Baseball players today earn more money than most of us can even imagine but, also have more pressure on them being in the public eye.
Recently, this microscope has been more glaring than it should be, thanks to the media and the way it leaks some information but holds back other information that the fans need to know about such as injuries.
The Mets have weathered more this season with the barrage of season threatening injuries and off-field distractions with upper management/media relations than they have in a long time and it does have to take its toll on the players.
Yesterday, it was revealed that David Ortiz and Manny Ramirez were on a list of PED users from 2003, before those drugs were illegal in Major League Baseball.
David Wright and Alex Cora of the Mets were questioned about it and their reactions were polar opposites of each other. The Daily News reported player reactions to this news yesterday.
Wright was clearly tired of the whole thing and was extremely annoyed at being asked for the umpteenth time about the "cheaters" and who took what when during the Mitchell Report allegations.
Last night, Wright did something completely uncharacteristic and turned away from a reporter and proceeded to glare at him when pressed for an answer. David Wright is the face and voice of the Mets and is typically very polite and forthcoming to the media.
Rhon Wright, who is David's father, is an Assistant Chief with the Norfolk Police Department and he has been with narcotics and vice areas within the department since he was an officer.
Obviously it was something that David and his three younger brothers grew up knowing that drugs are wrong and illegal, so he cannot let on for one second that it should be tolerated at any level even if he is friends or teammates with the accused players.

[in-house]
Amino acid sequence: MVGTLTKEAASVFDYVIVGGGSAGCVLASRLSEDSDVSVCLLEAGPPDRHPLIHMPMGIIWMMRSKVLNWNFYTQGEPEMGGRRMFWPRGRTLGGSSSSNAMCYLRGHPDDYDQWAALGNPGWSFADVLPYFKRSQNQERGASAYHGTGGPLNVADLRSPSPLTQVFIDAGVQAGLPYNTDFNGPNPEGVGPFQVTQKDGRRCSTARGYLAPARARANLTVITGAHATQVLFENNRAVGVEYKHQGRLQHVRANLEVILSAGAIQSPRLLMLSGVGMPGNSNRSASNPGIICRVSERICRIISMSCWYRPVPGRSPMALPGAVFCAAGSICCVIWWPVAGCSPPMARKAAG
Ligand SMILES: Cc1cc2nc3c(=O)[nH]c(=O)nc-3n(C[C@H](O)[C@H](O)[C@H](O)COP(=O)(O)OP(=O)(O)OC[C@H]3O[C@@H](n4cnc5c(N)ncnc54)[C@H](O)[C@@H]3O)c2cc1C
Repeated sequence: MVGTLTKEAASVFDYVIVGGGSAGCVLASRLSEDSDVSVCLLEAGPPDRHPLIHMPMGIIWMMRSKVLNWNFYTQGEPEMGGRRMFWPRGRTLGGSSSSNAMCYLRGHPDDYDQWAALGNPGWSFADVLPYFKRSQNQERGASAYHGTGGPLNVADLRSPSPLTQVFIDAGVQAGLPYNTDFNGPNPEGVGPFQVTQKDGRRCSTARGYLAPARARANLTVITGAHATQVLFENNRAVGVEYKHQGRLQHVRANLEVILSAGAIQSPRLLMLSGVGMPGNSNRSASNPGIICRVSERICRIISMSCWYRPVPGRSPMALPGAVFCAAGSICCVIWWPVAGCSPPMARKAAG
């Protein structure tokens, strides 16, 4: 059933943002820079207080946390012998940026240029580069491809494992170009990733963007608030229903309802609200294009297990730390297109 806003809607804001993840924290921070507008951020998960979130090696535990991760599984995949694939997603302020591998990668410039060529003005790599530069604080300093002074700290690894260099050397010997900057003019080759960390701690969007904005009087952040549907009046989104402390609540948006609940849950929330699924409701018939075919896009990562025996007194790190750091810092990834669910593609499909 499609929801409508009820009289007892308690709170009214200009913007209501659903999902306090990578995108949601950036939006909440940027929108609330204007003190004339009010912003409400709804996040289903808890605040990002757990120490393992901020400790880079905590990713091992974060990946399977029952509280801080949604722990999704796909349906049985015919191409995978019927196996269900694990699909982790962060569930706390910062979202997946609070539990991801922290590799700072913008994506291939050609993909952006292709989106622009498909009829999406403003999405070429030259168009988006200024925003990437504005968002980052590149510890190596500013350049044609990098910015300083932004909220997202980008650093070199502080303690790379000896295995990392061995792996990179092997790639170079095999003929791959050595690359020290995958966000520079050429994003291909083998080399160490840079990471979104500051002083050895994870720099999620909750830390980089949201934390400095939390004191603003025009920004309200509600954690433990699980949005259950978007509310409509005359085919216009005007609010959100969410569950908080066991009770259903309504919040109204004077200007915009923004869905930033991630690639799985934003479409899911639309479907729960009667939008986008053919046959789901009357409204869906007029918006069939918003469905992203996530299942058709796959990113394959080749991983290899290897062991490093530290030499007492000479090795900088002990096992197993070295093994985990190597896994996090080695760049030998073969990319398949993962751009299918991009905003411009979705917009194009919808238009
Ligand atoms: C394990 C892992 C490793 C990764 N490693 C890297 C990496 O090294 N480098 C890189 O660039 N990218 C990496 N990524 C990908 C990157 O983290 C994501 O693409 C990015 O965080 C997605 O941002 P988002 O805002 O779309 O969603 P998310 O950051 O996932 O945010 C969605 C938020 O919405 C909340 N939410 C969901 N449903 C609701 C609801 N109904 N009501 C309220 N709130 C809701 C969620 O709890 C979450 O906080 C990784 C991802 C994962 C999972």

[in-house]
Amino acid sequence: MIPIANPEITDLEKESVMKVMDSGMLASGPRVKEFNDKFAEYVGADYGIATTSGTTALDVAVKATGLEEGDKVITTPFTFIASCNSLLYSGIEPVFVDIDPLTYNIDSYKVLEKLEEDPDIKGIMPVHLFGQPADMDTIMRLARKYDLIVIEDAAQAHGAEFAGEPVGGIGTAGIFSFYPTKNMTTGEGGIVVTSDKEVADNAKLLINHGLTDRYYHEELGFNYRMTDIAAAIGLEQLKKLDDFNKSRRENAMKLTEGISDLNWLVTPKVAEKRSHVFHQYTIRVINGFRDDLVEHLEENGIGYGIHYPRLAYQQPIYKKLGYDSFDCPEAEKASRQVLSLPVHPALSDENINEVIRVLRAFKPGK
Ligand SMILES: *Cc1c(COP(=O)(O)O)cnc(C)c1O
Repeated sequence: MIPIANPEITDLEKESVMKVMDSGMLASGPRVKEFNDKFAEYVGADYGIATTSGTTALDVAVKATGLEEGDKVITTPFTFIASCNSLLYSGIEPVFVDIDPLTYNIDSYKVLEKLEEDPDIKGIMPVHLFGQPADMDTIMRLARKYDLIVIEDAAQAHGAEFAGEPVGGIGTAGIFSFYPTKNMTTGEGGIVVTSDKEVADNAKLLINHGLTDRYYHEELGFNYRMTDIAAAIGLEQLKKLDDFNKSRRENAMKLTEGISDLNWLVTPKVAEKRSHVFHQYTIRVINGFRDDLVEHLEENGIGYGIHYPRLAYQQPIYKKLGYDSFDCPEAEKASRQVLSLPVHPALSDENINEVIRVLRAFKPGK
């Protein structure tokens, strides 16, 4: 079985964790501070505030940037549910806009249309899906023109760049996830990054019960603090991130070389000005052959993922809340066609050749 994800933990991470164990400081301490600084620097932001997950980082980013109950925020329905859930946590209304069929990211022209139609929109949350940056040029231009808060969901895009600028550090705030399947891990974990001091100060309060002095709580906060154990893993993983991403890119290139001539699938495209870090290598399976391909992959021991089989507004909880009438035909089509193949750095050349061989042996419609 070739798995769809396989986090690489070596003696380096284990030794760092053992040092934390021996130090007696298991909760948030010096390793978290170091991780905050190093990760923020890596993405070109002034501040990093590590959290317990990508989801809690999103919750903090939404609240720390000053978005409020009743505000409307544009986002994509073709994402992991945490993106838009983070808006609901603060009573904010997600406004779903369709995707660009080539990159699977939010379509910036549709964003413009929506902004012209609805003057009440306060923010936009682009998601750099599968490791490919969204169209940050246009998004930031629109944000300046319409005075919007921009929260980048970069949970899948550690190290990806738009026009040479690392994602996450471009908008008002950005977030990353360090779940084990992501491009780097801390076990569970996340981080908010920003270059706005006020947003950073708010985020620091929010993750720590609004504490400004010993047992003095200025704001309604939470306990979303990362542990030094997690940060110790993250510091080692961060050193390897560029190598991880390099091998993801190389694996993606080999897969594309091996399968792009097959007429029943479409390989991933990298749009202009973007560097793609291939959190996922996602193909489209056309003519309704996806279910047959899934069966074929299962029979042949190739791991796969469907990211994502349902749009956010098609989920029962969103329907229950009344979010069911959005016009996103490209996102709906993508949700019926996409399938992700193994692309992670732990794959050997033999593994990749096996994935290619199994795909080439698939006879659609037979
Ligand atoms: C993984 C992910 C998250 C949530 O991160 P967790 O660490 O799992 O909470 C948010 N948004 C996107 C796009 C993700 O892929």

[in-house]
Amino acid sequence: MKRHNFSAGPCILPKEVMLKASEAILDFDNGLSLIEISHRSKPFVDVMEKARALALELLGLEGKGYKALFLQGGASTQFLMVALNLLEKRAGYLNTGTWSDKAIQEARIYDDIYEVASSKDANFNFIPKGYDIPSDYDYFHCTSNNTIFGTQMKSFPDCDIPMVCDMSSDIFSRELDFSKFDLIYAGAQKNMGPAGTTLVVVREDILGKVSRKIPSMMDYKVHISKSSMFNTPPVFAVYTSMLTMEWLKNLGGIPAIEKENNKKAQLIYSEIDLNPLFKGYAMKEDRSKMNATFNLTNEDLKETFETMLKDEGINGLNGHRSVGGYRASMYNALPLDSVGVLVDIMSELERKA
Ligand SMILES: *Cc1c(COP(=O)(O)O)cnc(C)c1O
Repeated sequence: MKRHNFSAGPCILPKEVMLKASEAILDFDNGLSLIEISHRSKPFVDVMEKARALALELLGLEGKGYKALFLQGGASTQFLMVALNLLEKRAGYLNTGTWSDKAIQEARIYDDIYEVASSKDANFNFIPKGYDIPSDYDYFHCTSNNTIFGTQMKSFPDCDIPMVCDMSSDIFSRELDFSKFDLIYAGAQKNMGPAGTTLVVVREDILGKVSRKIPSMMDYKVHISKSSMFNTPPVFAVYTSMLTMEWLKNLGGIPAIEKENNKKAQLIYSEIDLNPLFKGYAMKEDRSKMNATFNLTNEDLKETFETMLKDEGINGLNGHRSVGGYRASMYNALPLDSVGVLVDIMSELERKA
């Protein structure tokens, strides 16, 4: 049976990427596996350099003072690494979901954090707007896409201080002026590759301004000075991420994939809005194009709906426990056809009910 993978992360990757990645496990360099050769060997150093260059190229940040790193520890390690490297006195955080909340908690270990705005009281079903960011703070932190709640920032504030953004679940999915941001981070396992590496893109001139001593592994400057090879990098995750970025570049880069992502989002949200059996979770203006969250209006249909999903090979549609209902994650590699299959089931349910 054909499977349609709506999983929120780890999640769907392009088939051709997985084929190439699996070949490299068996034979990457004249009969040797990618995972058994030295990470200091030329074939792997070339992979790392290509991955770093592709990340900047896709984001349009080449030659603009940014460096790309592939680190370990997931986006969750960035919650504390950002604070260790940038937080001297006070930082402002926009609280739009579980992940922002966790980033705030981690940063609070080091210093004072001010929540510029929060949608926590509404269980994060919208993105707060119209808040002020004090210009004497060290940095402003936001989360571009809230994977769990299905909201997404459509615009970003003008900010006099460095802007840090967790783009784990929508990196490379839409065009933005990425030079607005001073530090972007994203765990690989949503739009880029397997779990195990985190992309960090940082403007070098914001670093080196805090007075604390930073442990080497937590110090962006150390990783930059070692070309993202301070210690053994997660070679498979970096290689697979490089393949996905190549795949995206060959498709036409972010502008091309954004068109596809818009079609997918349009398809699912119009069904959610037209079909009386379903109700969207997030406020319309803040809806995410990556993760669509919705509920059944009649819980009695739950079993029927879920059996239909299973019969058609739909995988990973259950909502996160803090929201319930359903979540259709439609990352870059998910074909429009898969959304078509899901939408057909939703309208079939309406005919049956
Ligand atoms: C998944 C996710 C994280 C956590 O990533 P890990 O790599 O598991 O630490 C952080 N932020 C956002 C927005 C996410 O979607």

Cora was teammates with both Ortiz and Ramirez so he obviously saw things different than Wright who was in the Minor Leagues at the time of the steroid era.
Cora was more aloof about the names being leaked and said "it is what it is, its a distraction, but its baseball." As an established veteran, Cora does know more about playing during the era where steroid use was commonplace but somehow accepted.
Enough has been written about the steroid issue, that's not what this article is for, the players need to take care of their own business on the field and should not get dragged in to answering for these outside influences.
Young fans idolize these players and will wait for hours for autographs and even some pictures and conversation with their role models.
The younger players even idolize the veterans, whether they are still active or not in baseball, and hearing that their role models as rookies were cheating has to be upsetting.
The media wants player reaction to these news items and the inevitable answer is "I'm just here to do my job, i can't get involved in things I have no control over." This is a very honest answer, they know they are getting paid to play and are being watched by millions of fans, and it is the fans who do suffer most in the process.
Something the media fails to realize or acknowledge is that professional baseball players are their own fraternity and will have each other's backs no matter what team they play for, or even what league they represent.
They can understand things about each other that most fans could never wrap their brains around, and in many cases, players are associated with so many organizations that some names that come up with illegal activity may have been a former teammate.
Let the game go on and leave the players alone about these issues, they don't need the distractions, their fans are depending on them to play and live good lives.